Sunday, July 1, 2012

OBJECT #12: Phaser

    This is a relic from my teen years.  I discovered Star Trek at about age 12, as a week day afternoon re-run on our 12-inch black and white television in the basement.  My parents only used the television on rare occasions like a televised Pirates or the Steelers playoff game.  I don’t remember how or why I discovered Star Trek, but it didn’t take me long to became a Trekkie.  Kids today have no concept of what it is like to have extremely limited access to tv shows and movies.  Star Trek came on at 5 pm and if you didn’t catch the first part of the episode, who knows how long it would be before you’d ever see that bit again.  78 more episodes had to air before you’d come back to that one again!  (Although it seemed that certain episodes aired more frequently than others.)   I’ve told me kids (probably too many times) that when Star Wars came out, some avid fans would go to the theater to see it several nights every week.  Kind of extreme, but not quite so much when you consider that before VCRs, when a film went out of circulation, it was gone.  All you had were your memories.

    When I was about 13 I went with my family to San Francisco to visit relatives.  My parents were kind enough to take me to a Star Trek store in Berkeley.  A whole store filled with Star Trek stuff.  I had saved my allowance for weeks ahead of time but found that even with all that saving I couldn’t afford most of the things in the shop.  I bought an “official” uniform emblem patch and some other similar small items, but left without any props or uniforms.  I don’t remember being disheartened, though.  I think I was inspired.  When I got some I went to work making my own props.

    I decided to tackle something easy first, and I made a tribble.  A tribble is just a ball of fur. No legs, no eyes, no mouth, no ears.  Tribbles were easy.  I kept those tribbles for years, but it’s been just long enough now that I’ve lost track of what became of them.  Many of my childhood items finally met their end when my oldest children were small.  They loved to play with Mom’s stuff and did so frequently enough that... certain incidents occurred.  We’ll leave it at that.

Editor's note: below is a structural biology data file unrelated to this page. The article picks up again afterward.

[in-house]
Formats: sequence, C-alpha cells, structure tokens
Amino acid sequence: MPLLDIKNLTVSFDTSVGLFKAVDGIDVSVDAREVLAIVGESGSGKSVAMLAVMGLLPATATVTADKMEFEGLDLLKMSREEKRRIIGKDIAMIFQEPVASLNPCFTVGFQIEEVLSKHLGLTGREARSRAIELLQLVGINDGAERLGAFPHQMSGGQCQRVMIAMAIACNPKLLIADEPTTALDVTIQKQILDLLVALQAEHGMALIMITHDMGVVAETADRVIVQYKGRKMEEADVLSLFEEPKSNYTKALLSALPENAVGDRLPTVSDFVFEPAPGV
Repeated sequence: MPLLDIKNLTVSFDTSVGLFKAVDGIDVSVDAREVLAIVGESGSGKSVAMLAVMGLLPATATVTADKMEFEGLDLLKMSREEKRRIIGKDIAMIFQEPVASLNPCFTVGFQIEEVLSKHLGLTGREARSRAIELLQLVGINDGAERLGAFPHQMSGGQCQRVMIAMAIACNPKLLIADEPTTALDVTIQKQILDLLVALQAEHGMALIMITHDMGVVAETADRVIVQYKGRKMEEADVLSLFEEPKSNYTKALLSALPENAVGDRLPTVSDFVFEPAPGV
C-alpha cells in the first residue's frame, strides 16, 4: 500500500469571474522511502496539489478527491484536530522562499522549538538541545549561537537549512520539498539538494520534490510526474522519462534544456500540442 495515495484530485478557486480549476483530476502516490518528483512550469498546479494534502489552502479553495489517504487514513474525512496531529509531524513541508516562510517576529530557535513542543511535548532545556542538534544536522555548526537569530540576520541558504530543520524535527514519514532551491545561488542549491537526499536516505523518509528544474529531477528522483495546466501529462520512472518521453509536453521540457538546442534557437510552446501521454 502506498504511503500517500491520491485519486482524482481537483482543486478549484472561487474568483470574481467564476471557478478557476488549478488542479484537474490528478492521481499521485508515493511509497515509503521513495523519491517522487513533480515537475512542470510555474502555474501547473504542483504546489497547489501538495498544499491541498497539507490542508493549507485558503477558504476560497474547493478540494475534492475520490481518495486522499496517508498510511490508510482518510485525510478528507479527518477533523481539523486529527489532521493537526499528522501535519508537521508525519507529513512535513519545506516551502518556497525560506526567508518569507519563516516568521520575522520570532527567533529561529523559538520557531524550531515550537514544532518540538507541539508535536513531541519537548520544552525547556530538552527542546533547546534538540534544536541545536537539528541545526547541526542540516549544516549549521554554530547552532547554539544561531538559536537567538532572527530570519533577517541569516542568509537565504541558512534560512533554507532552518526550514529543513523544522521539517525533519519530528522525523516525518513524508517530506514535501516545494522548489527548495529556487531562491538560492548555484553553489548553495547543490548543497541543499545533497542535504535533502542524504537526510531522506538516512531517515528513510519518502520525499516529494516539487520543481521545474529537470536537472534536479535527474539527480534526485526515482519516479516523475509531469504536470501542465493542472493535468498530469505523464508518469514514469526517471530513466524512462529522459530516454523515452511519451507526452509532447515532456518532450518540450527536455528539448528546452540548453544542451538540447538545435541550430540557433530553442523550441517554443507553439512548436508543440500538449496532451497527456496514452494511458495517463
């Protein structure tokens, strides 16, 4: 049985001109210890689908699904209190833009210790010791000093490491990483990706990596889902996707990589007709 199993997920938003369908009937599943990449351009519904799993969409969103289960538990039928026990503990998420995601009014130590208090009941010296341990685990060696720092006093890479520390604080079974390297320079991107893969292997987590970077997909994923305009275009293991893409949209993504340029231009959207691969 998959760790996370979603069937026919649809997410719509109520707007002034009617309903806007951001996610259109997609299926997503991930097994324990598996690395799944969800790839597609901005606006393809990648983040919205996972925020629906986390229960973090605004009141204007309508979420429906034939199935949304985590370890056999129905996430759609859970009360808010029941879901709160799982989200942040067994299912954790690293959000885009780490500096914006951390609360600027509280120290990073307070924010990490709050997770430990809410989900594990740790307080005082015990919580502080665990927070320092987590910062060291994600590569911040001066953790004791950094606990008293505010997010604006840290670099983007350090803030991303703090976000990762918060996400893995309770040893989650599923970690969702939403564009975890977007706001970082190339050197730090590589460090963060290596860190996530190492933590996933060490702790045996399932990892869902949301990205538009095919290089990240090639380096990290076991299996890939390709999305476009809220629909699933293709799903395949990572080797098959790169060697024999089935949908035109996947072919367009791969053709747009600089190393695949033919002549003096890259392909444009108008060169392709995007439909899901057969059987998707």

I found a blue long-sleeved shirt and stitched the official patch on the chest and some glittered rick-rick trim around the cuffs.  Fortunately for me, costume design had not reached the degree of sophistication it has today.  It was relatively easy to create a fairly authentic looking uniform.

    I made some Vulcan ears out of foam and painted them with acrylic paints, trying to match them to my skin tone.  I don’t think they were very convincing.  I had much better success with the props.  I had been working with wood since I was about three years old.  My parents tell me I started pounding nails into boards at a very young age.  I almost cut off my finger with a coping saw at age six, but that did not deter me at all.  I just learned not to be careful.  (The only other accident I remember was several years later when I slipped with an X-Acto wood carving knife and found out that blood can spurt, not just leak.)   So by my teen years I had all my major mishaps behind me and had learned how to use tools pretty well.

    I had already purchased some plastic model kits--a phaser, a communicator and a tricorder-- so I had more than just photos to guide me.  The plastic models were pathetically small, though.  The phaser looked way too small even when held by a child.  I wanted a real phaser.  So I took measurement and doubled the size of the plastic model.  This may have been the first time I used a large block of wood and I can’t remember how I actually cut it.   It must have used my trusty coping saw. Some of the details were made of foil.  I did not know much about types of glue back then and it’s amazing that the whole thing stayed together with just white glue.   The communicator is a little worse for the wear, as the homemade metal hinge was a bit delicate.

    Several years later, as an older teen, I made a tiny phaser as a necklace charm.  It’s not junk in my basement, as it resides in an old jewelry box in my bedroom.  (Burglars would be very disappointed with the contents of that jewelry box:  phaser necklace, Sunday School attendance award pins, a cheaply made bagpipe pin, a Roman coin, a few other award pins, and my collection of my primary teeth (well, the Tooth Fairy would have thrown them out, so I decided to keep them).  
      When I switched from Star Trek to Star Wars, I created a Chewbacca suit and a Darth Vader mask.  But those are junk in my attic.  When I run out of junk in my basement, I’ll have plenty of material left in my attic.

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